[See my first post in this series: The holler’s seismic neighborhood]
On September 25, 1976, I dreamed that I was working with other people to help move large sections of the Earth’s crust and to reduce large pieces of rock at plate boundaries into smaller pieces to facilitate a less violent shifting of the plates. The emotional texture of the experience was calm and matter of fact. Even though there was some sense of urgency or need to get this done, no one acted as if it was dangerous or unusual to be where we were, doing what we were doing. When I woke up, the phrase “plate tectonics” was on my mind and kept repeating with enough frequency and intensity that I was compelled to do some further research.
At the time, all I had was an old geology textbook and a newer earth sciences encyclopedia (this happened long before I had a computer or Internet access!) from which I copied some of the entry on Plate Tectonics into my dream journal for future reference: -- A branch of earth science dealing with the formation, destruction and motion of segmental sections of earth’s crust called ‘plates’. This includes aspects of seismic activity and mountain building.
The layer of the Earth we live on is broken into a dozen or so rigid slabs (called tectonic plates by geologists) that are moving relative to one another. [Image and caption credit: USGS]
Plate tectonics as a discipline was pretty much being born in the mid-sixties. By 1976 when I had the dream, much more was known but it was still a relatively new idea. Not long after the dream, I came across a textbook, Plate Tectonics and Geomagnetic Reversals, by Alan Cox published just three years earlier. Cox (1973) writes in the Introduction that “The earth sciences are currently in an intellectual ferment as a result of recent advances in the study of magnetic reversals, sea-floor spreading, and plate tectonics.” (p.2)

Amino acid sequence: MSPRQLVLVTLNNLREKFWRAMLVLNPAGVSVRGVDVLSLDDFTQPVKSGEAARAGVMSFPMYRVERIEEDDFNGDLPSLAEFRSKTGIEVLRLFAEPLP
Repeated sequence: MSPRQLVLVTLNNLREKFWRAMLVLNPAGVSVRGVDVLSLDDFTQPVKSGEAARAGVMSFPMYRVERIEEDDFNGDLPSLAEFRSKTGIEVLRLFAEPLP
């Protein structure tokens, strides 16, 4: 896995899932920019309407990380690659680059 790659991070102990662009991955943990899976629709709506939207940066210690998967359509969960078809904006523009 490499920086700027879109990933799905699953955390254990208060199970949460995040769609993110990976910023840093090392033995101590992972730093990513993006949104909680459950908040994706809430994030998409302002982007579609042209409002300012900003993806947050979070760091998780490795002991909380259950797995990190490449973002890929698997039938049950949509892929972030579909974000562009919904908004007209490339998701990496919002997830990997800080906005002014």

He notes that in the century following the work of Charles Darwin, the earth sciences were characterized by specialization and divergence in which paleontologists, seismologists, geomagnetists, geologists and marine geophysicists got better at what they were doing but had less and less to say to one another. (p.2)
This trend was reversed, says Cox, when a series of articles written between 1962 and 1968 brought many of these main “threads of geologic research” together to “form the fabric of plate tectonics.” It would have been during this period of consilience that I first heard brief mention of the emerging science of plate tectonics as a freshman in geology 101 at Ohio State. I can still remember absorbing some excitement about it from the professor. With the dream, the interest that had apparently smoldered more than ten years found some air and again caught fire.
One of my research sources before I had a computer was the USGS office at the Denver Federal Center. There I explored photos from historical earthquake data, such as this one of Quake Lake: The Madison Canyon landslide near Yellowstone Park. This landslide occurred after the Hebgen lake earthquake (Richter Scale Magnitude = 7.5) in Montana, in 1959. The earthquake caused a great slide of rock, soil, and trees to fall from the steep south wall of the Madison River Canyon. Twenty-eight people camping in the area were killed as they were overtaken by this 21 million cubic meter mass. The landslide formed a barrier that completely blocked the gorge and the flow of the Madison River, and created a lake. [Photo and caption: USGS]
For about a year my research into plate tectonics and seismic phenomena stayed within the boundaries of earth science. In the fall of 1977, however, I had an experience in meditation that helped me connect the dots between the physical and spiritual dimensions of my fascination with our shifting Earth.
In my next post, I’ll share this experience and another dream that happened two weeks before my seismic re-awakening to plate tectonics -- a dream that foretold the connection to cooperative and coordinated ventures with spiritual space forces.